Unflinching Courage: A conversation with Nigerian organizer Aderonke Ige
In these often painful and turbulent times, I find myself leaning even further into relationship with organizers, partners, dreamers, and visionaries. As we face existential questions together and confront long-standing systems of power rigged to benefit the few, I believe there is potential for huge transformation. And deep, genuine human connections give us courage to stand together, take risks, challenge the status quo, cultivate vision, and act together in solidarity. There’s no better balm for me in these times than to be in action with the people who make up the Corporate Accountability community.
That was certainly the case when I sat down to talk with Aderonke “Ronke” Ige, associate director of Corporate Accountability and Public Participation Africa (CAPPA), our long-time and closest ally, based in Lagos, Nigeria. Every time I talk with Ronke it boosts my organizing spirit. I loved interviewing her as part of this ongoing project of using “Field Notes for Transformation” to lift up the voices of the people who help shape our organizing. We talked about the connections between corporate power and democracy, and much more.
I’ve worked with the team at CAPPA since the early 2000s (when they were part of Environmental Rights Action, Nigeria). I consider Akinbode Oluwafemi, CAPPA’s executive director and Corporate Accountability’s board chair, to be one of my closest co-conspirators toward justice. CAPPA and Corporate Accountability’s visions and missions are deeply aligned, and I believe our joint organizing is breaking new ground every day around what Global South-Global North partnerships can look like. My hope is that this interview offers you as much hope and inspiration as it gave me.
Patti Lynn, Executive Director
Patti Lynn: Corporate Accountability’s deep partnerships with Global South allies really motivates me in my work. I’m curious about how you became interested in taking on corporate power.
Adoronke Ige: I was born during the Nigerian military regime. I saw the role that corporations played in instituting systems of oppression. Young as I was, I saw the struggles. I saw the terror in my father’s eyes. I saw the fear adults had of talking about the government in certain ways, as well as corporations like Shell or BP. Corporations already mastered systemic oppression historically, and the government was heavily dependent on them to continue to have the kind of resources they needed to oppress the people. It was a destructive relationship that eventually would consume the people. Some things I really can’t convey…how do you talk about that kind of terror?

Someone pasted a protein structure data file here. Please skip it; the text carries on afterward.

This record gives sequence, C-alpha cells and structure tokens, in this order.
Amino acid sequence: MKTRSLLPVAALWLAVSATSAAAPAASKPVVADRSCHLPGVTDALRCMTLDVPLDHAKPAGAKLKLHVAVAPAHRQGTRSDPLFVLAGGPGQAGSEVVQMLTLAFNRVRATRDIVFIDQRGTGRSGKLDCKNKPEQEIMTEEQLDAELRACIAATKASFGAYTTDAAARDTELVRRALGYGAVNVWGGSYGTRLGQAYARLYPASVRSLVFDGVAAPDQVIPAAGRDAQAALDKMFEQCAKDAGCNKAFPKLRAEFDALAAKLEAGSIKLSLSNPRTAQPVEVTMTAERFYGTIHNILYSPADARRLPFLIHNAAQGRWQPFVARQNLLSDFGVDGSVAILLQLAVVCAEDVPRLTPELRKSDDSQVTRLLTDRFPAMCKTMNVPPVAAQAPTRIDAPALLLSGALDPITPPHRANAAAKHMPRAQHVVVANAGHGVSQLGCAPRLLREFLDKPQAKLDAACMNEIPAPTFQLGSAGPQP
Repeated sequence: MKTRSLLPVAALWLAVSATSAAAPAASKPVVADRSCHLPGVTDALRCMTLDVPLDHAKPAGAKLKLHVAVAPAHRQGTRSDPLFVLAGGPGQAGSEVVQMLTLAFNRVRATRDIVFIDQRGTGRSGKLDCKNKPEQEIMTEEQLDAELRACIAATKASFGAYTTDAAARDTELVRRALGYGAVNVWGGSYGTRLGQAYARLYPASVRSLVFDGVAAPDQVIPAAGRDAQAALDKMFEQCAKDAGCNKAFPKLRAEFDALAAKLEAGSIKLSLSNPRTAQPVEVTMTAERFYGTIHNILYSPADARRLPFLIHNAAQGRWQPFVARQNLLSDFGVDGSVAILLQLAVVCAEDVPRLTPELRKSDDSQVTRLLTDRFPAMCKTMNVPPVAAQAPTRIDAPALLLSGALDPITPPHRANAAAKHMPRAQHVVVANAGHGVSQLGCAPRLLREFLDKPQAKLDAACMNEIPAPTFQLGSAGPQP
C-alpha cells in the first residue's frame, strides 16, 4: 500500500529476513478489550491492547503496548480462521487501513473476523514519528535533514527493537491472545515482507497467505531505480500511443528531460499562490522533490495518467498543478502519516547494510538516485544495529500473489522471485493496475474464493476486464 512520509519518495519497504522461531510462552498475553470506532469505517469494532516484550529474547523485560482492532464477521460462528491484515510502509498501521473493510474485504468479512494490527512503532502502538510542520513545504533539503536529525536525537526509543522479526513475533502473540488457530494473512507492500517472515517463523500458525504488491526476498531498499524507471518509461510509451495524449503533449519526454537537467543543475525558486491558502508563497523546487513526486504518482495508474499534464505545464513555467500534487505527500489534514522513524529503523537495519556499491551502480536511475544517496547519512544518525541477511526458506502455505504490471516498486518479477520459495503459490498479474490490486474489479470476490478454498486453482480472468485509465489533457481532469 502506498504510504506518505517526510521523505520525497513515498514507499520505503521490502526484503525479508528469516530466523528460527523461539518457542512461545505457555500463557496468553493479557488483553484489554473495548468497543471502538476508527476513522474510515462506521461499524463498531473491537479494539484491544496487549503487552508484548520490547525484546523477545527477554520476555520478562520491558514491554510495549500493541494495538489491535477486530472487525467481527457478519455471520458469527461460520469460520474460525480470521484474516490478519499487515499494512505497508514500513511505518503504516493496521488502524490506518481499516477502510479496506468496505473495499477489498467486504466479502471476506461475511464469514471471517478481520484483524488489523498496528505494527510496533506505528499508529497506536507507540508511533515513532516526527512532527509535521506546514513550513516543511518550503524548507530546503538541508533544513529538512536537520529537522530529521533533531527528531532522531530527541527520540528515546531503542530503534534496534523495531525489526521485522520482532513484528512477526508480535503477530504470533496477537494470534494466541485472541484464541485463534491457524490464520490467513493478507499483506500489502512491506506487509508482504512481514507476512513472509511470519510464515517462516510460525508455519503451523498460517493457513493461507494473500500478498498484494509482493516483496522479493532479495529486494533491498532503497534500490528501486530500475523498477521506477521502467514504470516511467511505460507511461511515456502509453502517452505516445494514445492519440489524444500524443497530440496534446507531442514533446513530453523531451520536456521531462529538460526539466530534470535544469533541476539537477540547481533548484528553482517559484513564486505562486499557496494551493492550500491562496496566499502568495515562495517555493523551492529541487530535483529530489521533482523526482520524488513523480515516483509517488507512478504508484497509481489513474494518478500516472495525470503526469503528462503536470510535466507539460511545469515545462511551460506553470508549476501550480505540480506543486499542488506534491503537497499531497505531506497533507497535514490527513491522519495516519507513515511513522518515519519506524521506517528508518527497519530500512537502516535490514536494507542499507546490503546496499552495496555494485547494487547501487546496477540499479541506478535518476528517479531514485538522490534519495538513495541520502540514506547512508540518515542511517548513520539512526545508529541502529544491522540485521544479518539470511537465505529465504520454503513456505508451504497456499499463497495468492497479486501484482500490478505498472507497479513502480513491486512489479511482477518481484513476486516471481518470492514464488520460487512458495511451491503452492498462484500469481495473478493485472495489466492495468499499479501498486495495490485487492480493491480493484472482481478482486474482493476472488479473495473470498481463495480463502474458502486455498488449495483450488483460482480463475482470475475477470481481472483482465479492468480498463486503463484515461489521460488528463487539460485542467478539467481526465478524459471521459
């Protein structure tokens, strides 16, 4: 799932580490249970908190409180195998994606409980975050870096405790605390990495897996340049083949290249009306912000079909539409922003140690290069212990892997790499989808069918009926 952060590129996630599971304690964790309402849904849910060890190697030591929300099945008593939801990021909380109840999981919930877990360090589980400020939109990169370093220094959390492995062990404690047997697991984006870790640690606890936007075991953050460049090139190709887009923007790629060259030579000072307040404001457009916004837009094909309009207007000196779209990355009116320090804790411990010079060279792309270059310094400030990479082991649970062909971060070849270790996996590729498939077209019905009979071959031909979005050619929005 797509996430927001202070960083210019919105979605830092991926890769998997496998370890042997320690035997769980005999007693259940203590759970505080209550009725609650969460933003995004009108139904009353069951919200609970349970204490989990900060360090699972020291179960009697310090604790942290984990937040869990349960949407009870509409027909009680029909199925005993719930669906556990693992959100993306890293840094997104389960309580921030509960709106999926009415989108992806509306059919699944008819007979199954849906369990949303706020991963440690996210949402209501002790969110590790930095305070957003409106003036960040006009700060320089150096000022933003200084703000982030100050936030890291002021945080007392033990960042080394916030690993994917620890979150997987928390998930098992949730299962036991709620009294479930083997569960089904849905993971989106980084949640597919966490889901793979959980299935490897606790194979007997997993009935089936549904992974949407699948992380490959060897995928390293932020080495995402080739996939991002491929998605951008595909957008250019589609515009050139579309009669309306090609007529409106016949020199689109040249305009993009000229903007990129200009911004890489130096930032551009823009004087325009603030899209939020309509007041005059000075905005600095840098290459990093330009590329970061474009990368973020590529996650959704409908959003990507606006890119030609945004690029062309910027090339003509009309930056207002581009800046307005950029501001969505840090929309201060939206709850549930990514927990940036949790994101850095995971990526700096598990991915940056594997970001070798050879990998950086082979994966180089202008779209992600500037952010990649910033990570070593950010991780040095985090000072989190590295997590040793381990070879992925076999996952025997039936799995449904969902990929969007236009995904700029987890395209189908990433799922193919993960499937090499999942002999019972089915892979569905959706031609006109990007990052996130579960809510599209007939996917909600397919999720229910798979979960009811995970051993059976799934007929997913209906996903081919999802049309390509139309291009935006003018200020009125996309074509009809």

As a child, my mind really couldn’t figure all of this out. I just knew that I wanted to grow up to see an alternative reality. So I began to study the system. And by the time I was 15, I saw the solidarity movement against the oppressive government and all the corporations that enabled it.
The big moment that birthed the movement was when [General Sani] Abacha ordered the execution of the ‘’Ogoni Nine’’ [activists who were leading the resistance against Shell’s human rights abuses], including Ken Saro-Wiwa, the renowned activist and writer. People got really angry. I’d go to their planning meetings, and I saw how people were beginning to shed their restrictions and ask questions. It was a sharp contrast from the fear and terror that dominated our spaces when I was seven or eight. I began to see a people whose courage, organizing, and solidarity were being ignited by their shared humanity.
That movement was done in 1999 and we got our supposed “golden democracy.” It was a joyous moment. But then I came to realize that corporations still had a hold. It’s really disheartening to see governments sell us off to them.
So I knew from even my childhood that I wanted to be able to stand up to any form of injustice, any form of oppression. I saw Shell destroy our land, destroy people, livelihoods. And it did this so nonchalantly, with no form of accountability. I saw how, no matter what government was in power, for corporations it was just a matter of buying them off. That, in part, strengthened my decision to be a lawyer.
PL: Thank you for sharing this story. I was early in my organizing career when the Ogoni Nine were executed, and that had a big impact on me. Can you talk about how the legacy of the overthrow of the military regime is part of what you are doing now?
AI: Everybody was tired in the same way at the same time—and that gave birth to the movement. Labor, civil society, communities, women’s groups, and youth groups , came together as one unified factor. All these sectors put aside their differences to confront the system.
Sometimes it’s harder for labor organizers, as employees of the government—they stand the risk of losing their jobs or being victimized. But at that point, it didn’t matter anymore. People were ready to damn the consequences. And eventually we won. The people won.
Such was the model we adopted for our water campaign. The corporations have turned themselves into an enemy of the people, attempting to grab our resources. And they have enablers with huge resources. So we need to be in solidarity with all sectors, including labor. We decided to synergize with the labor union, which was also taking bold actions against injustices.
Now, [the campaign] Our Water Our Right Lagos is being escalated to the regional level and replicated across Africa. I feel gratitude to be part of it; seeing that movements can work across countries on a continent. It’s really important to see how connected our struggles are. We may not have arrived at the final destination, but we know that we have made progress and we will not give up.